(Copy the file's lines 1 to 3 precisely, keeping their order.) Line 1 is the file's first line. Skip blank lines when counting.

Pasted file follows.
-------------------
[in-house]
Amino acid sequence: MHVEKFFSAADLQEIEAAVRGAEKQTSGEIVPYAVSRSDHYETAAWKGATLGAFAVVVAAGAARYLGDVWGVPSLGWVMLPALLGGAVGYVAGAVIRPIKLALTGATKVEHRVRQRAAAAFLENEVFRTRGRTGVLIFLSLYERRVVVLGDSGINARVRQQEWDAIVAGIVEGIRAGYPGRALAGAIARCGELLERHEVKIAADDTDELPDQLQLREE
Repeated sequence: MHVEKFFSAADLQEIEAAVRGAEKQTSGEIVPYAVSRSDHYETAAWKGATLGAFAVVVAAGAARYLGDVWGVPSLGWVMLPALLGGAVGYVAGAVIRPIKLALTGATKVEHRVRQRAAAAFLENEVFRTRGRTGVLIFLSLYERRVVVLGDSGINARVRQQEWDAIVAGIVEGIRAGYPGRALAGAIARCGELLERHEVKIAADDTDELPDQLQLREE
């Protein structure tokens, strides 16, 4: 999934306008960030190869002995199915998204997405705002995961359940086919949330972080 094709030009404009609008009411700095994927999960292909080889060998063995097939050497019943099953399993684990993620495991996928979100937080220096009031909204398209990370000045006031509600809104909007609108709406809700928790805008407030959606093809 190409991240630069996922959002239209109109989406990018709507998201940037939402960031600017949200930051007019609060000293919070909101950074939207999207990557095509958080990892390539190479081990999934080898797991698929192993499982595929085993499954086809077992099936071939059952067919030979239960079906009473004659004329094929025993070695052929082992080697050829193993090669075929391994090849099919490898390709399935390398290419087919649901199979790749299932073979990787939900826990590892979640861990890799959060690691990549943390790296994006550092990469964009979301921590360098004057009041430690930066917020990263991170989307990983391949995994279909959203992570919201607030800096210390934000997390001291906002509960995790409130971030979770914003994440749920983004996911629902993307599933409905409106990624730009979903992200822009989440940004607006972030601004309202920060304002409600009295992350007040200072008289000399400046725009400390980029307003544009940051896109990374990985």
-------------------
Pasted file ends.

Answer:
[in-house]
Amino acid sequence: MHVEKFFSAADLQEIEAAVRGAEKQTSGEIVPYAVSRSDHYETAAWKGATLGAFAVVVAAGAARYLGDVWGVPSLGWVMLPALLGGAVGYVAGAVIRPIKLALTGATKVEHRVRQRAAAAFLENEVFRTRGRTGVLIFLSLYERRVVVLGDSGINARVRQQEWDAIVAGIVEGIRAGYPGRALAGAIARCGELLERHEVKIAADDTDELPDQLQLREE
Repeated sequence: MHVEKFFSAADLQEIEAAVRGAEKQTSGEIVPYAVSRSDHYETAAWKGATLGAFAVVVAAGAARYLGDVWGVPSLGWVMLPALLGGAVGYVAGAVIRPIKLALTGATKVEHRVRQRAAAAFLENEVFRTRGRTGVLIFLSLYERRVVVLGDSGINARVRQQEWDAIVAGIVEGIRAGYPGRALAGAIARCGELLERHEVKIAADDTDELPDQLQLREE